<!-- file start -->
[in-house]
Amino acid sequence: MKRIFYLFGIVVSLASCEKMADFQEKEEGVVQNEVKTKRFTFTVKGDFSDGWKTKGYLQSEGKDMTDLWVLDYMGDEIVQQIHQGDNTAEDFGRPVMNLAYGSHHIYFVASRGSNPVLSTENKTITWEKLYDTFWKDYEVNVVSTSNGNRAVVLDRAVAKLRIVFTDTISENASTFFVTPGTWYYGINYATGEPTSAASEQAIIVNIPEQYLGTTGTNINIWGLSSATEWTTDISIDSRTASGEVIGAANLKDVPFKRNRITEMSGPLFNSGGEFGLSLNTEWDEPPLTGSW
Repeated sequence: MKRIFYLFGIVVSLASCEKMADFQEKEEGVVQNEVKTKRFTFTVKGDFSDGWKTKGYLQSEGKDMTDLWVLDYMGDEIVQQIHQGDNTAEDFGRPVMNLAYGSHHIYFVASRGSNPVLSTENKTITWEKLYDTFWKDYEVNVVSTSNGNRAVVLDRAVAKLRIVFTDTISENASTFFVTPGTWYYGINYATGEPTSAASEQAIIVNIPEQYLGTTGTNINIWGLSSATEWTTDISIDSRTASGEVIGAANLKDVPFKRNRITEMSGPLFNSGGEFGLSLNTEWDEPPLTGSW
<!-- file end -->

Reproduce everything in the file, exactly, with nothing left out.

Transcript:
[in-house]
Amino acid sequence: MKRIFYLFGIVVSLASCEKMADFQEKEEGVVQNEVKTKRFTFTVKGDFSDGWKTKGYLQSEGKDMTDLWVLDYMGDEIVQQIHQGDNTAEDFGRPVMNLAYGSHHIYFVASRGSNPVLSTENKTITWEKLYDTFWKDYEVNVVSTSNGNRAVVLDRAVAKLRIVFTDTISENASTFFVTPGTWYYGINYATGEPTSAASEQAIIVNIPEQYLGTTGTNINIWGLSSATEWTTDISIDSRTASGEVIGAANLKDVPFKRNRITEMSGPLFNSGGEFGLSLNTEWDEPPLTGSW
Repeated sequence: MKRIFYLFGIVVSLASCEKMADFQEKEEGVVQNEVKTKRFTFTVKGDFSDGWKTKGYLQSEGKDMTDLWVLDYMGDEIVQQIHQGDNTAEDFGRPVMNLAYGSHHIYFVASRGSNPVLSTENKTITWEKLYDTFWKDYEVNVVSTSNGNRAVVLDRAVAKLRIVFTDTISENASTFFVTPGTWYYGINYATGEPTSAASEQAIIVNIPEQYLGTTGTNINIWGLSSATEWTTDISIDSRTASGEVIGAANLKDVPFKRNRITEMSGPLFNSGGEFGLSLNTEWDEPPLTGSW